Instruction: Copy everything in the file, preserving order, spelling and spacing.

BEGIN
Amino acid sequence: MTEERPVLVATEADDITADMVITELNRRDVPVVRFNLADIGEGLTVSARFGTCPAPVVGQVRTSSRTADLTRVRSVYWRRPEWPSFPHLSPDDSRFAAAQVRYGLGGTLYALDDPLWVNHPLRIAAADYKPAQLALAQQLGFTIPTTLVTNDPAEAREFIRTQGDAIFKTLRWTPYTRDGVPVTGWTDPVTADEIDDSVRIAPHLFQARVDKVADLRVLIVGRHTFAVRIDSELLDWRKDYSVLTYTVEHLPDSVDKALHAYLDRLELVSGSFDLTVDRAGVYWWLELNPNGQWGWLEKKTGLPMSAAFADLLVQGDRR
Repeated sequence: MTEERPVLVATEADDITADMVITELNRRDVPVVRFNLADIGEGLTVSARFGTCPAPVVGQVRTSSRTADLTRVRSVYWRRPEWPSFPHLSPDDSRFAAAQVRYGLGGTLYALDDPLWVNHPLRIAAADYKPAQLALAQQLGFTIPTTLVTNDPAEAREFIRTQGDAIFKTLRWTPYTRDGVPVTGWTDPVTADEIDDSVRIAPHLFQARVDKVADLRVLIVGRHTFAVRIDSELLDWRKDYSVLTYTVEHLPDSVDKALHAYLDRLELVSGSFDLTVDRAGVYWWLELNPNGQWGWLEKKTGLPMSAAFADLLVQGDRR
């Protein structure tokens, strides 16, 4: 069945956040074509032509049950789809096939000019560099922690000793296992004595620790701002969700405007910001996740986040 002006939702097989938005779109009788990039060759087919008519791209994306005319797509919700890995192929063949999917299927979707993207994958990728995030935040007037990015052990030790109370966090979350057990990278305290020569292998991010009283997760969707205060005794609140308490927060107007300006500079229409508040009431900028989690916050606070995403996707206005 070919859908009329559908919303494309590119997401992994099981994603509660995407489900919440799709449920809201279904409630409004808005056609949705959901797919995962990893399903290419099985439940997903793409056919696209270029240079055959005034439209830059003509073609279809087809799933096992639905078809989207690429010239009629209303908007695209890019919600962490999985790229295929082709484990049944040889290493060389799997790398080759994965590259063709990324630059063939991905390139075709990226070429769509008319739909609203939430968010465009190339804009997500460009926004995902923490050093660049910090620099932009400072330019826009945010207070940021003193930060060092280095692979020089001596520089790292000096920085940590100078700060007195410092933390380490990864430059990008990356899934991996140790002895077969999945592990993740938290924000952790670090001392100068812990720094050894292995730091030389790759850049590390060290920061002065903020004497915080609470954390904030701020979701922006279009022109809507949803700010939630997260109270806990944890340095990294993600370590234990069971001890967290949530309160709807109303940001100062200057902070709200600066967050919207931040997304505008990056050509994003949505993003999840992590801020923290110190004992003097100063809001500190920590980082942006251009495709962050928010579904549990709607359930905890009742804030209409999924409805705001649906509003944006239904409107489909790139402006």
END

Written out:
Amino acid sequence: MTEERPVLVATEADDITADMVITELNRRDVPVVRFNLADIGEGLTVSARFGTCPAPVVGQVRTSSRTADLTRVRSVYWRRPEWPSFPHLSPDDSRFAAAQVRYGLGGTLYALDDPLWVNHPLRIAAADYKPAQLALAQQLGFTIPTTLVTNDPAEAREFIRTQGDAIFKTLRWTPYTRDGVPVTGWTDPVTADEIDDSVRIAPHLFQARVDKVADLRVLIVGRHTFAVRIDSELLDWRKDYSVLTYTVEHLPDSVDKALHAYLDRLELVSGSFDLTVDRAGVYWWLELNPNGQWGWLEKKTGLPMSAAFADLLVQGDRR
Repeated sequence: MTEERPVLVATEADDITADMVITELNRRDVPVVRFNLADIGEGLTVSARFGTCPAPVVGQVRTSSRTADLTRVRSVYWRRPEWPSFPHLSPDDSRFAAAQVRYGLGGTLYALDDPLWVNHPLRIAAADYKPAQLALAQQLGFTIPTTLVTNDPAEAREFIRTQGDAIFKTLRWTPYTRDGVPVTGWTDPVTADEIDDSVRIAPHLFQARVDKVADLRVLIVGRHTFAVRIDSELLDWRKDYSVLTYTVEHLPDSVDKALHAYLDRLELVSGSFDLTVDRAGVYWWLELNPNGQWGWLEKKTGLPMSAAFADLLVQGDRR
């Protein structure tokens, strides 16, 4: 069945956040074509032509049950789809096939000019560099922690000793296992004595620790701002969700405007910001996740986040 002006939702097989938005779109009788990039060759087919008519791209994306005319797509919700890995192929063949999917299927979707993207994958990728995030935040007037990015052990030790109370966090979350057990990278305290020569292998991010009283997760969707205060005794609140308490927060107007300006500079229409508040009431900028989690916050606070995403996707206005 070919859908009329559908919303494309590119997401992994099981994603509660995407489900919440799709449920809201279904409630409004808005056609949705959901797919995962990893399903290419099985439940997903793409056919696209270029240079055959005034439209830059003509073609279809087809799933096992639905078809989207690429010239009629209303908007695209890019919600962490999985790229295929082709484990049944040889290493060389799997790398080759994965590259063709990324630059063939991905390139075709990226070429769509008319739909609203939430968010465009190339804009997500460009926004995902923490050093660049910090620099932009400072330019826009945010207070940021003193930060060092280095692979020089001596520089790292000096920085940590100078700060007195410092933390380490990864430059990008990356899934991996140790002895077969999945592990993740938290924000952790670090001392100068812990720094050894292995730091030389790759850049590390060290920061002065903020004497915080609470954390904030701020979701922006279009022109809507949803700010939630997260109270806990944890340095990294993600370590234990069971001890967290949530309160709807109303940001100062200057902070709200600066967050919207931040997304505008990056050509994003949505993003999840992590801020923290110190004992003097100063809001500190920590980082942006251009495709962050928010579904549990709607359930905890009742804030209409999924409805705001649906509003944006239904409107489909790139402006």